Supervised vs. Unsupervised Learning: Exploring Brexit with PLS and PCA

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Outcome Supervision

Yesterday I was part of an introductory session on machine learning and unsurprisingly, the issue of supervised vs. unsupervised learning came up. In social sciences, there is a definite tendency for the former; there is more or less always a target outcome or measure that we want to optimise the performance of our models for. This reminded me of a draft that I had written the code a couple of months ago but for some reason never converted into a blog post until now. This will also allow me to take a break from conflict forecasting for a bit and go back to my usual topic of UK. My frequent usage of all things UK is at such a level that my Google Search Console insights lists r/CasualUK as the top referrer. Cheers, mates!

UK General Elections and Brexit

I think I have exploited rvest enough recently, so I will rely on a couple of good old csv’s this time. The Electoral Commission website provides the EU referendum voting totals by region. I want to combine electoral data with other socio-economic indicators so I will subset the data to London only (this is how privilege perpetuates itself). Within that subset, I will only keep the area code (for matching purposes later), and the raw number of votes for each option in the referendum. I will also create a variable indicating ‘the outcome’ based on which side got more votes:

##EU Referendum data for London
eu <- read_csv("eu_ref.csv")
eu <- eu[eu$Region == "London", c("Area_Code", "Remain", "Leave")]
eu$Outcome <- ifelse(eu$Leave > eu$Remain, "Leave", "Remain")

I supplement the referendum outcomes using data supplied by the London Datastore. The data structure is quite hostile to R (i.e. death by government-issue free-form Excel), so I cleaned it up manually a bit first. Let’s read in that version:

#London Borough data
london <- read_csv("london.csv")
london <- london[2:33, ]

According to the website,

“…The London Borough Profiles help paint a general picture of an area by presenting a range of headline indicator data in both spreadsheet and map form to help show statistics covering demographic, economic, social and environmental datasets for each borough, alongside relevant comparator areas.”

Excellent. Now, one of the downsides of resurrecting months-old code is that sometimes, you don’t remember why you did something the way you did…

#Checking which columns have missing values <- NULL
for (i in 1:length(london)) {
  counter <- ifelse(sum([, i])) > 0, 1, 0) <- c(, counter)
colnames(london)[which( == 1)]
## [1] "GAP"      "Male_GAP" "Fem_GAP"
#Remove columns with NAs
london <- london[, -which( == 1)]

At least I do add comments even for trivial things. A bit convoluted for the task at hand, perhaps. Anyway, I will leave it in for posterity. Moving on, we can now combine the two datasets and name it accordingly:

#Merge the datasets by region code
colnames(eu)[1] <- "Code"
eu$Code <- as.character(eu$Code)
irony <- inner_join(eu, london, by = "Code")

Rumour has it that the above code chunk is my current Facebook cover image. Where’s my biscuit?

Most of the variables are actually percentages rather than counts. We can write up a basic helper function to identify which ones have values bounded by 0-100. Naturally, we will misidentify some along the way so we’ll just remove them manually afterwards:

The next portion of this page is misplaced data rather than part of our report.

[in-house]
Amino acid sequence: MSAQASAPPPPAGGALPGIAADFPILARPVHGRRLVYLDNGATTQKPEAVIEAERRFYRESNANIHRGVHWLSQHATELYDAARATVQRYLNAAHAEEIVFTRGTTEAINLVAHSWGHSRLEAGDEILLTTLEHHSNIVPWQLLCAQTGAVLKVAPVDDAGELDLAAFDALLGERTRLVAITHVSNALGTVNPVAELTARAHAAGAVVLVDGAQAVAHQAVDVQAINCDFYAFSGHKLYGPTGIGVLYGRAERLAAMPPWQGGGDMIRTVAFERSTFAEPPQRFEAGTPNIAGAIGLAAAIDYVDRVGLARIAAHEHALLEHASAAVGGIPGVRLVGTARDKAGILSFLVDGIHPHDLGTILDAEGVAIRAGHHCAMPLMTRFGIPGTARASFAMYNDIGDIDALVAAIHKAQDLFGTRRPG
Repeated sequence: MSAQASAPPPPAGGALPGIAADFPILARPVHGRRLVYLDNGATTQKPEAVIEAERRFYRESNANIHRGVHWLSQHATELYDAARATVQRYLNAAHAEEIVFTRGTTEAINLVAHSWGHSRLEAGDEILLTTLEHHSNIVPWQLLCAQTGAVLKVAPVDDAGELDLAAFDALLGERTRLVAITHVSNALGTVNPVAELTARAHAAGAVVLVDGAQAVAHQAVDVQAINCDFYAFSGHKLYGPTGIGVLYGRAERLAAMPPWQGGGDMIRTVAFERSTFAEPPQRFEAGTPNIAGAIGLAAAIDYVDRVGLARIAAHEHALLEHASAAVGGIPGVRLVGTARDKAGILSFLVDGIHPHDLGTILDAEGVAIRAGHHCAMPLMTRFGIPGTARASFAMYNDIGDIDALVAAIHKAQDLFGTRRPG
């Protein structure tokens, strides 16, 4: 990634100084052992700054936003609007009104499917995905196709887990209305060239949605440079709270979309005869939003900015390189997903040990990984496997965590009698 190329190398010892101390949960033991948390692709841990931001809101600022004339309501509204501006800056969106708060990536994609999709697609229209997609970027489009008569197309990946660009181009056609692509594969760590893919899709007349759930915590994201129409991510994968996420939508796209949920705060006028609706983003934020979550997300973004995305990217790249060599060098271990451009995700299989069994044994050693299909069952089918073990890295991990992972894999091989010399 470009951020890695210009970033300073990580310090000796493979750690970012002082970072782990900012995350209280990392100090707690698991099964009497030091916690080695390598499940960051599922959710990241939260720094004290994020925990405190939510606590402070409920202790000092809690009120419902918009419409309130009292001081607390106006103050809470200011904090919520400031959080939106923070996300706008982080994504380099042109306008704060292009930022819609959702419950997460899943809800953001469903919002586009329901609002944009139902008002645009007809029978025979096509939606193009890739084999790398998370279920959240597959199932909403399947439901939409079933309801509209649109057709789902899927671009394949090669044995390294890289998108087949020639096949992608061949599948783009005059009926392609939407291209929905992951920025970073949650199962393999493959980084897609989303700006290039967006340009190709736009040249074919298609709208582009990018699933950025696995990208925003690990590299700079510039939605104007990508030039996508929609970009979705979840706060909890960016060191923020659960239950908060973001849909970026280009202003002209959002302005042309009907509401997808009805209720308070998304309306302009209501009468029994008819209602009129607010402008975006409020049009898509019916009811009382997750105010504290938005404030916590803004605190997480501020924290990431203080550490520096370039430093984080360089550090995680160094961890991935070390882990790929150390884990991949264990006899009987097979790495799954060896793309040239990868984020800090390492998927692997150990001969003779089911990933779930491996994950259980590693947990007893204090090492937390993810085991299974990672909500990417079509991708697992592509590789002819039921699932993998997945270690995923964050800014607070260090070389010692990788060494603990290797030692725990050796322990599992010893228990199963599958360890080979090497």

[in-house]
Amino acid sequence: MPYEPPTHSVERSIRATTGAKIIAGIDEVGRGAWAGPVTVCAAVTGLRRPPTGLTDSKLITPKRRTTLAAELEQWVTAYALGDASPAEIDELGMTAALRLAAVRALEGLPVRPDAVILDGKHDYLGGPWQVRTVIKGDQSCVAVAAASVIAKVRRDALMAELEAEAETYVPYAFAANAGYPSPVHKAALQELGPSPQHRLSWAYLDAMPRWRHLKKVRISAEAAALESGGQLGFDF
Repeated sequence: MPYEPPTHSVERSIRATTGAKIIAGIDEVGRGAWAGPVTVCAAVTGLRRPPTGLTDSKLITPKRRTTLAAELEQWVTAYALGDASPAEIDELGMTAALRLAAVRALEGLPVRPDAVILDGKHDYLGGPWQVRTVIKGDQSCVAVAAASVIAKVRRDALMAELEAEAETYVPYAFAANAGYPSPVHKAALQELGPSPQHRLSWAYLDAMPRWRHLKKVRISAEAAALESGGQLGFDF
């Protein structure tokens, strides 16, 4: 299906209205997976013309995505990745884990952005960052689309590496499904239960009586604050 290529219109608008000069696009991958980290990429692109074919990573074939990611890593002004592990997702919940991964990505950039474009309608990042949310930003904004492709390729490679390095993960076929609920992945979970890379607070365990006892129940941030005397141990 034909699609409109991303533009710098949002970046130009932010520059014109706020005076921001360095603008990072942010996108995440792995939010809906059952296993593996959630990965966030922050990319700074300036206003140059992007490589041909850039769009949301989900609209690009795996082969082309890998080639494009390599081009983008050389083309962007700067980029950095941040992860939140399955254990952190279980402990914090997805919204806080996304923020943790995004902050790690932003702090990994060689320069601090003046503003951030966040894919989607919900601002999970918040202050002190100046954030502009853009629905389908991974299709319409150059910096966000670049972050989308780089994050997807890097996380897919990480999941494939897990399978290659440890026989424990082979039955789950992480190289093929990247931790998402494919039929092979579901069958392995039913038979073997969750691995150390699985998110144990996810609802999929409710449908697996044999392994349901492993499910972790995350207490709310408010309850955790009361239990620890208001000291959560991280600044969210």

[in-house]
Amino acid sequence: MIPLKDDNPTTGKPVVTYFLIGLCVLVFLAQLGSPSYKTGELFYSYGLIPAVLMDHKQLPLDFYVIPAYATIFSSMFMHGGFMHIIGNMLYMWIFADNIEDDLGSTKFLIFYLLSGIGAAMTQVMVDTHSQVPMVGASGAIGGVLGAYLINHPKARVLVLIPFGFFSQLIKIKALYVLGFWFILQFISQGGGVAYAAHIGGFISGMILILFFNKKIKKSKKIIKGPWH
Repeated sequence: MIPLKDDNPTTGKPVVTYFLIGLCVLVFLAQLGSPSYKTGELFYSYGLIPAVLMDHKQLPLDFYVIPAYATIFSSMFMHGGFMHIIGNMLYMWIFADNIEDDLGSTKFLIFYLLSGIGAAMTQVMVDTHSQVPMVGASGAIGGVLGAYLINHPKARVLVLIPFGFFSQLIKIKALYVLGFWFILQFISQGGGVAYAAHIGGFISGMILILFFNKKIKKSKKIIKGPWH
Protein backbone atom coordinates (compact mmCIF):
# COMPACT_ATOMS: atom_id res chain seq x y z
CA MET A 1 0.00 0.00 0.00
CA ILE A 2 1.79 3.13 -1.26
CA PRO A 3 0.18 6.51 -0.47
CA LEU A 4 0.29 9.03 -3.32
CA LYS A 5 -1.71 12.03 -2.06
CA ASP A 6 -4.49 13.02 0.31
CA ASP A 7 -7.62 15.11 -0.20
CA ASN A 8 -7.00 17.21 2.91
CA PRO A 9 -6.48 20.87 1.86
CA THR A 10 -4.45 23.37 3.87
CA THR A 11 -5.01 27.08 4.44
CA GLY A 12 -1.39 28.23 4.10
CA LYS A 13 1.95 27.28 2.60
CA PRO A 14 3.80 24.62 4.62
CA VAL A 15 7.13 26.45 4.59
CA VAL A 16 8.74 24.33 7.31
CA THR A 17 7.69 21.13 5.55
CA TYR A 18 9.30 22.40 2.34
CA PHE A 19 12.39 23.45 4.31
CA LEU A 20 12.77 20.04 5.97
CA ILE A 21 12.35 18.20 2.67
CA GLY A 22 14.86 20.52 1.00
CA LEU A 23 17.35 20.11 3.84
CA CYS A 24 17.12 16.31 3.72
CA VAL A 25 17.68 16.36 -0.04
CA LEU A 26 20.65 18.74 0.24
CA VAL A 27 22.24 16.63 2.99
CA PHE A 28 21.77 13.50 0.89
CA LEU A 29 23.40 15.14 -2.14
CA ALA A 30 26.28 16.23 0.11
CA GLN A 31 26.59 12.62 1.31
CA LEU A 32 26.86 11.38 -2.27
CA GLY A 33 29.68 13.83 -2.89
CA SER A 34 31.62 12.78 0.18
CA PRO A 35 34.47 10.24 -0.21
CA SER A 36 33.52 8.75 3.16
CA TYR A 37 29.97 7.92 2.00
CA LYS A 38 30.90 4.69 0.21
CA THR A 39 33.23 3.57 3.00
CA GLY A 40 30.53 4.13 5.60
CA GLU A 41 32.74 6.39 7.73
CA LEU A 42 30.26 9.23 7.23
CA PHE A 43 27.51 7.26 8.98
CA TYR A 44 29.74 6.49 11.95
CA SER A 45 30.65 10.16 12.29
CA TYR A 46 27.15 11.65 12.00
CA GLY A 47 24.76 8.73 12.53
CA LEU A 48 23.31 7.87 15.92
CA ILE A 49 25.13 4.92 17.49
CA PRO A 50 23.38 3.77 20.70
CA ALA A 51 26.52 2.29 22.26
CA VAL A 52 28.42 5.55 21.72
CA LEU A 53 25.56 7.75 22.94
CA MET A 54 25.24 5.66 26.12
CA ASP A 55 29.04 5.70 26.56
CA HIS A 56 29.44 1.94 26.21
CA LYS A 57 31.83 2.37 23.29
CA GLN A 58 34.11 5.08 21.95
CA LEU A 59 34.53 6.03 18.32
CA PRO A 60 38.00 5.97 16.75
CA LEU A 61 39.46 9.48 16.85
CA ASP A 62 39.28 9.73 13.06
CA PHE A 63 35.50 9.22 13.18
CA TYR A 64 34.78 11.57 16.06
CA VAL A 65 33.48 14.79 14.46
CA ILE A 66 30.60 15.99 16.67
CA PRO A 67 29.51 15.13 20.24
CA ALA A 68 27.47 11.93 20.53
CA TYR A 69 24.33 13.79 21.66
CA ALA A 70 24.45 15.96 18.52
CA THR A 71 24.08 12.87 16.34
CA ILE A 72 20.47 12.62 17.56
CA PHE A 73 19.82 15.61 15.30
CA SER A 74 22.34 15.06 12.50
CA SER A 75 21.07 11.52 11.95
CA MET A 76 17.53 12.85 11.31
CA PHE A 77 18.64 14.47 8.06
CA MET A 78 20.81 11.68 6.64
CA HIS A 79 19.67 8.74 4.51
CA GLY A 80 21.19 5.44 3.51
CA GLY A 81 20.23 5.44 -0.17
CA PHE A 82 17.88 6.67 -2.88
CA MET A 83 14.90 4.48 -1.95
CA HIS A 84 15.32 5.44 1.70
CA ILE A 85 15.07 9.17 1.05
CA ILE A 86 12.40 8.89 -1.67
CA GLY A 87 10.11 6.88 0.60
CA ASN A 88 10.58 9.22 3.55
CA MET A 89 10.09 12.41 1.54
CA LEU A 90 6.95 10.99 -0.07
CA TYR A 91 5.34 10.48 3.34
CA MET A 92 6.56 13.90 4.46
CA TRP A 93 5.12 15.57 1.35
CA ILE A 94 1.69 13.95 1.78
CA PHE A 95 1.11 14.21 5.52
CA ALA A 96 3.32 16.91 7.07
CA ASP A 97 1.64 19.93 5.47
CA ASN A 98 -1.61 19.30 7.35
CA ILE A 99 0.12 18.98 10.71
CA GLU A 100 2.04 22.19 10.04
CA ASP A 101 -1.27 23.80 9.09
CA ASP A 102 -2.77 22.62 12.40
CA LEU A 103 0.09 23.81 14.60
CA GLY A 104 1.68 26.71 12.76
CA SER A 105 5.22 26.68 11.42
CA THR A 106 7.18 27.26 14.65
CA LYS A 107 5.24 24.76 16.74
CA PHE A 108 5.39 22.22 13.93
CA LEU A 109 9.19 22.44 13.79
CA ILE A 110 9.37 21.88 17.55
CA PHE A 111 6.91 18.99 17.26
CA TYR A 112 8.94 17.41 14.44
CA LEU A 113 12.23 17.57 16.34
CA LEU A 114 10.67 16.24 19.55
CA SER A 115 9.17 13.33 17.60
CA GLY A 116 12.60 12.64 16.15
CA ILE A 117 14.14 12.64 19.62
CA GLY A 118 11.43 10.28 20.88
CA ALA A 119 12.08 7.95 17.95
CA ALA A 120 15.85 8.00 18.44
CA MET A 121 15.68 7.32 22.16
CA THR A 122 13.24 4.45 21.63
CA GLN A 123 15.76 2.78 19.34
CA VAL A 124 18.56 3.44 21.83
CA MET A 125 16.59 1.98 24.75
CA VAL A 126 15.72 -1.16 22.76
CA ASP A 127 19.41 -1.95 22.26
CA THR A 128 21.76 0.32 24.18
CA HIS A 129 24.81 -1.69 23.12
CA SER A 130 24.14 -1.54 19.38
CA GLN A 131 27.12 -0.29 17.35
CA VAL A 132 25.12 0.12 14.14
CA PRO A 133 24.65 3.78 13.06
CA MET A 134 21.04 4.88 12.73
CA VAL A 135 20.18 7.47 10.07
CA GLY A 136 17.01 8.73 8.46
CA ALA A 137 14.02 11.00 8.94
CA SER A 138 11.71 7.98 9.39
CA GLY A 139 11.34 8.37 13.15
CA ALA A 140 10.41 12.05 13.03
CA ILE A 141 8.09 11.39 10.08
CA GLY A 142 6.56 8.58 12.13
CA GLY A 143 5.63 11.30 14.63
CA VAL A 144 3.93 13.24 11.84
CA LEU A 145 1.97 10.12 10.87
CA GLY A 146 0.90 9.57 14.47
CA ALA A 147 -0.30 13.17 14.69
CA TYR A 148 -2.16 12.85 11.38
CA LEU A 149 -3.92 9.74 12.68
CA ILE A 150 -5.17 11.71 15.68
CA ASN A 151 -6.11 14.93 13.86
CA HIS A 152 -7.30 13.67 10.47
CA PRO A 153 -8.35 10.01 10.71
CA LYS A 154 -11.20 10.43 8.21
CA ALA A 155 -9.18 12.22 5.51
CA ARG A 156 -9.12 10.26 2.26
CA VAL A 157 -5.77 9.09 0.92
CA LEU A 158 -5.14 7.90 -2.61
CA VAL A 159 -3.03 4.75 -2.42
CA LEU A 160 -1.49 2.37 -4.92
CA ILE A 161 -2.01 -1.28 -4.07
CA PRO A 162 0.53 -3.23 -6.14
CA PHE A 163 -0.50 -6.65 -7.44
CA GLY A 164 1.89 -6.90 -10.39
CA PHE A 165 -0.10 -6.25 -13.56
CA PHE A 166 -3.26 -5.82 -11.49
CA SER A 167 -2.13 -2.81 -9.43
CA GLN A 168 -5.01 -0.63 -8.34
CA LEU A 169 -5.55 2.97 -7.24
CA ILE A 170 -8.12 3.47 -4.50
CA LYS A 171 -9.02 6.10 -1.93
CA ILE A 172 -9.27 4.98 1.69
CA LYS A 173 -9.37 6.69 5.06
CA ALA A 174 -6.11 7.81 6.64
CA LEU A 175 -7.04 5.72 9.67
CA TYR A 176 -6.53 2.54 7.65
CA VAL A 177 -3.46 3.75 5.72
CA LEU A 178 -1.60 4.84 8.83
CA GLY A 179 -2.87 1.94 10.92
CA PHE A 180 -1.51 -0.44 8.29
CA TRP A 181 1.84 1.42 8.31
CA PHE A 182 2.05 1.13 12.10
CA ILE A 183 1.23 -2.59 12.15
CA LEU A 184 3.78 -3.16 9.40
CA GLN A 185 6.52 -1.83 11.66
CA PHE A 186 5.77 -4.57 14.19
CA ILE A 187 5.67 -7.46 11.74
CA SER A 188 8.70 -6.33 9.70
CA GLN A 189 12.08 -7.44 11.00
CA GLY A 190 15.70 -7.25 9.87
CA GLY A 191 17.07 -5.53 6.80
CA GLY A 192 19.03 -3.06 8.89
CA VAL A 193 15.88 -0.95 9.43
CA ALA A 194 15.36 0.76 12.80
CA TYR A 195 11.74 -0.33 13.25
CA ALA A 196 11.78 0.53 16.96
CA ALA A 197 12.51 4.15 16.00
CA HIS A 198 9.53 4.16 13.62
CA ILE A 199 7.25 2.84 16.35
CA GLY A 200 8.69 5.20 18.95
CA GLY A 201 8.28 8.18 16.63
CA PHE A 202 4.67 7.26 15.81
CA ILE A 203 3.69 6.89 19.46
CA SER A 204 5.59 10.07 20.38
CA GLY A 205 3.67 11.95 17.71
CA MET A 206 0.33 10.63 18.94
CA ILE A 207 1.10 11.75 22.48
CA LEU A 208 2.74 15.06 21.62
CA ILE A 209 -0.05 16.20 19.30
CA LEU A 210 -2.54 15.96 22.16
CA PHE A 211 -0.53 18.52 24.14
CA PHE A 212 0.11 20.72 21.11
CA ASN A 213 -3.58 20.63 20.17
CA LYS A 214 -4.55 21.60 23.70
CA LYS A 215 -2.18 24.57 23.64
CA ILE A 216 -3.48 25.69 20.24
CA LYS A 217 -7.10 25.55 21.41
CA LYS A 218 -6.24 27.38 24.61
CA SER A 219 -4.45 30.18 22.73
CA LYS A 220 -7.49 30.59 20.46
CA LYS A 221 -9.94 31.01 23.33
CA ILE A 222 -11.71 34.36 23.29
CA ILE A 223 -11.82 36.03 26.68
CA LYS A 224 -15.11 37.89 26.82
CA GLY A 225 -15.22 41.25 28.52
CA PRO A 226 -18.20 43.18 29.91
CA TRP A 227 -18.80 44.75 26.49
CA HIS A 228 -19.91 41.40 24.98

#Function to check whether a column is in the 0-100 range
in_range <- function(x) {
  holder <- range(x)
  if (holder[1] >= 0 & holder[2] <= 100) TRUE else FALSE

#Only select such columns
percentage <- colnames(select_if(irony, in_range))
##  [1] "Mean_Age"                "Population_0_15"        
##  [3] "Working_Age_Population"  "Population_65"          
##  [5] "Born_Abroad"             "Largest_Mig_Pop"        
##  [7] "Second_Largest_Mig_Pop"  "Third_Largest_Mig_Pop"  
##  [9] "BAME_Population"         "English_Not_First_Lang" 
## [11] "Employment_Rate"         "Male_Employment"        
## [13] "Female_Employment"       "Unemployment"           
## [15] "Youth_Unemployment"      "Youth_NEET"             
## [17] "Working_Age_Benefits"    "Working_Age_Disability" 
## [19] "No_Qualifications"       "Degree"                 
## [21] "Volunteer"               "Employed_Public_Sector" 
## [23] "Job_Density"             "Business_Survival"      
## [25] "Fires_Per_Thousand"      "Ambulance_Per_Hundred"  
## [27] "House_Owned"             "House_Bought"           
## [29] "House_Council"           "House_Landlord"         
## [31] "Greenspace"              "Recycling"              
## [33] "Cars_Per_Household"      "Cycle"                  
## [35] "Public_Trans_Access"     "High_Grades"            
## [37] "Child_Care"              "Pupil_English_Not_First"
## [39] "Male_Life_Expectancy"    "Female_Life_Expectancy" 
## [41] "Teenage_Conception"      "Life_Satisfaction"      
## [43] "Worthwhileness"          "Happiness"              
## [45] "Anxiety"                 "Childhood_Obesity"      
## [47] "Diabetes"                "Tories"                 
## [49] "Labour"                  "Lib_Dems"               
## [51] "Turnout"
#Remove age and other non-% variables from the list
percentage <- percentage[-c(1, 25:26, 33, 37, 42:45)] 
#Update names
names(irony) <- ifelse(names(irony) %in% percentage, 
                       paste0(names(irony), "_%"), names(irony))
head(colnames(select(irony, ends_with("%"))))
## [1] "Population_0_15_%"        "Working_Age_Population_%"
## [3] "Population_65_%"          "Born_Abroad_%"           
## [5] "Largest_Mig_Pop_%"        "Second_Largest_Mig_Pop_%"

Before moving on, let’s also check which variables are correlated with each other. Also, everyone loves correlation plots. To me, they are akin to Apple products—they always look cool, but their utility is situational. They also get increasingly difficult to interpret when n > 15ish. However, they have another useful function: you can specify the number ‘blocks’ that you want to divide the correlation plot if you opt for hierarchical clustering. Say, we want to identify three such blocks in the data: